Believe it or not, this new EYFS requirement is nowhere near as exasperating as you might think - and it's certainly nothing entirely new either. Fundamental British values have already been implicitly embedded in the Early Years Foundation Stage since 2014. But that's the problem - they've been in there, they just haven't been clearly or directly expressed. This is why so many of us need further clarity and guidance on what British values means to us in the early years. Hopefully I can give some reassurance and alleviate the confusion.
Let me break it down for you...
Now don't panic, nobody expects us to have graduated with a law degree, a politics degree, a history degree or even a theology degree. And we already have the knowledge and resources we need to be able to successfully demonstrate to Ofsted that we've got these Fundamental British Values covered. That said, you will probably find PACEY's new publication Common Inspection Framework, British Values and You and further resources at the bottom of this page useful.
This is probably a very fair description of your own setting. Well, within your setting I'm guessing you support children's personal, social and emotional development (PSED) by giving them opportunities to develop their self-confidence and self-awareness, to make choices and decisions about what they want to explore and how they're going to use the resources you've made accessible to them.
Now we're negotiating: setting rules for how long we can each spend in the box before we have to let somebody else have a turn. Negotiating who will pass over the construction pieces and what's to be done with them exactly? Now we're trusting that our friend, our collaborator, will be fair and will stick to our plan.
This is about learning to manage our own feelings and behaviour: about learning right from wrong: about behaving within agreed and clearly defined boundaries: about dealing with the consequences.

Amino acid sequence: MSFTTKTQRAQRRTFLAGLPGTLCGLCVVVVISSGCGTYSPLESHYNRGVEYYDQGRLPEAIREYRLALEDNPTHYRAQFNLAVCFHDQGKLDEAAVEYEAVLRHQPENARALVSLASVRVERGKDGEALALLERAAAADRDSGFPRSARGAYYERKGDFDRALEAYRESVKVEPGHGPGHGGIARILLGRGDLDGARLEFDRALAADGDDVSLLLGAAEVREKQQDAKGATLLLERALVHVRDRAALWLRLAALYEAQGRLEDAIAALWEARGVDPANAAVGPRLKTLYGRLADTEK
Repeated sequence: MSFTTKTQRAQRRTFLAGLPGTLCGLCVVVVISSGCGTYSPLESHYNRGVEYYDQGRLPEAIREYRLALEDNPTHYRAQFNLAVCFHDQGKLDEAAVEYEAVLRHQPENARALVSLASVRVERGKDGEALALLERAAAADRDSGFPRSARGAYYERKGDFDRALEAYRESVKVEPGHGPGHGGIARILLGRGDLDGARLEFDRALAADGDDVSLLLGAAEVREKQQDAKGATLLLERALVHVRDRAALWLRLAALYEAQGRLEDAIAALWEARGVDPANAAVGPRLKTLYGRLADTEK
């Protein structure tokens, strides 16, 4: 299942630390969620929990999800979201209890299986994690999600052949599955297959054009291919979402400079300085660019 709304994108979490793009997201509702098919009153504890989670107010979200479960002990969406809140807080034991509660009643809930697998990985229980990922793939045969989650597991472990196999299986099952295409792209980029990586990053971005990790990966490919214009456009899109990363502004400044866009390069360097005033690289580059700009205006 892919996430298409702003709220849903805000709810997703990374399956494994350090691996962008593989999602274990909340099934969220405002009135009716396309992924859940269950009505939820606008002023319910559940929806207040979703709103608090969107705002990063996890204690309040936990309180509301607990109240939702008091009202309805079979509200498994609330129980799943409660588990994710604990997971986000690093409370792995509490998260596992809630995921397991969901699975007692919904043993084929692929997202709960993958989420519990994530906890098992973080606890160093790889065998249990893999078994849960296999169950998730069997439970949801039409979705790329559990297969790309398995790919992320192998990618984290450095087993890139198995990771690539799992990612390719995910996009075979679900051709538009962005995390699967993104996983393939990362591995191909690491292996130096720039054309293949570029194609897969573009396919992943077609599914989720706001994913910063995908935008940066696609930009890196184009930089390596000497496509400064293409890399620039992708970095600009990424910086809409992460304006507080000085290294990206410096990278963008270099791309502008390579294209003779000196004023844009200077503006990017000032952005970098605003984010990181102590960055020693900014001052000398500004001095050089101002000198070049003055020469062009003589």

You've probably got 'house rules' a bit like this right? (we like to keep ours simple, less for young children to remember). It really doesn't get any harder than this guys.
The remaining two values are both embedded within PSED and Understanding the World. For individual liberty we focus on children's self-confidence and self-awareness and people and communities.
We help children to develop a positive sense of themselves. Every time we provide opportunities for children to gather wild flowers, mix their own colours for leaf painting or take part in a sack race we are helping them to develop their self-knowledge, self-esteem and increase their confidence in their own abilities.
Every time we share a favourite book with a child, splash in rock pools or build a compound for our dinosaurs together we are giving children the time and space to explore the language of feelings and responsibility; reflect on their differences and understand that we are all free to have different opinions.
Mutual respect and tolerance
Finally, mutual respect and tolerance: where we learn to treat others as we want to be treated. How to be part of a community, manage our feelings and behaviour; and form relationships with others.
Naturally we should have an ethos of inclusivity and tolerance in our settings, where views, faiths, cultures and races are valued and where we encourage children to engage with their wider community.
It is our job to help children to appreciate and respect their own culture and the culture of others.
We can help them explore similarities and differences between themselves and others; among families, faiths, communities, cultures and traditions; and to share and discuss practices, celebrations and experiences.